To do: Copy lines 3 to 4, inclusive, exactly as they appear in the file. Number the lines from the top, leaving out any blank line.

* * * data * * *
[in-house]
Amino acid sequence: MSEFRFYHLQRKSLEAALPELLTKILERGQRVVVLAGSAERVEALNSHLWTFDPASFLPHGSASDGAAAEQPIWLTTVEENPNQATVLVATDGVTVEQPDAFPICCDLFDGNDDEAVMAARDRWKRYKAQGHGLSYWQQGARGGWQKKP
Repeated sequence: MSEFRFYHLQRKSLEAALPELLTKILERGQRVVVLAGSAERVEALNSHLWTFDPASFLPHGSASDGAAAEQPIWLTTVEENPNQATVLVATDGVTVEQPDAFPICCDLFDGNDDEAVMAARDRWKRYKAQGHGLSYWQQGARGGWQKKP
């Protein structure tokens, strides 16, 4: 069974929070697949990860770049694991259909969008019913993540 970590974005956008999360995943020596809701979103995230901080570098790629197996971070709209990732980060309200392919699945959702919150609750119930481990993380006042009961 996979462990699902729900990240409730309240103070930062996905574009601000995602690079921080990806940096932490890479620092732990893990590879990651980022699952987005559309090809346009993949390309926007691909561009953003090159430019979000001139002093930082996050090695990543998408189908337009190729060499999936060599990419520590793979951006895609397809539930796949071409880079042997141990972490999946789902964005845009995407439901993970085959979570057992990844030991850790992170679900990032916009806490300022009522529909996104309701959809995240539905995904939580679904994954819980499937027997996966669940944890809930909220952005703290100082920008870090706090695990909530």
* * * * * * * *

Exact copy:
Repeated sequence: MSEFRFYHLQRKSLEAALPELLTKILERGQRVVVLAGSAERVEALNSHLWTFDPASFLPHGSASDGAAAEQPIWLTTVEENPNQATVLVATDGVTVEQPDAFPICCDLFDGNDDEAVMAARDRWKRYKAQGHGLSYWQQGARGGWQKKP
């Protein structure tokens, strides 16, 4: 069974929070697949990860770049694991259909969008019913993540 970590974005956008999360995943020596809701979103995230901080570098790629197996971070709209990732980060309200392919699945959702919150609750119930481990993380006042009961 996979462990699902729900990240409730309240103070930062996905574009601000995602690079921080990806940096932490890479620092732990893990590879990651980022699952987005559309090809346009993949390309926007691909561009953003090159430019979000001139002093930082996050090695990543998408189908337009190729060499999936060599990419520590793979951006895609397809539930796949071409880079042997141990972490999946789902964005845009995407439901993970085959979570057992990844030991850790992170679900990032916009806490300022009522529909996104309701959809995240539905995904939580679904994954819980499937027997996966669940944890809930909220952005703290100082920008870090706090695990909530």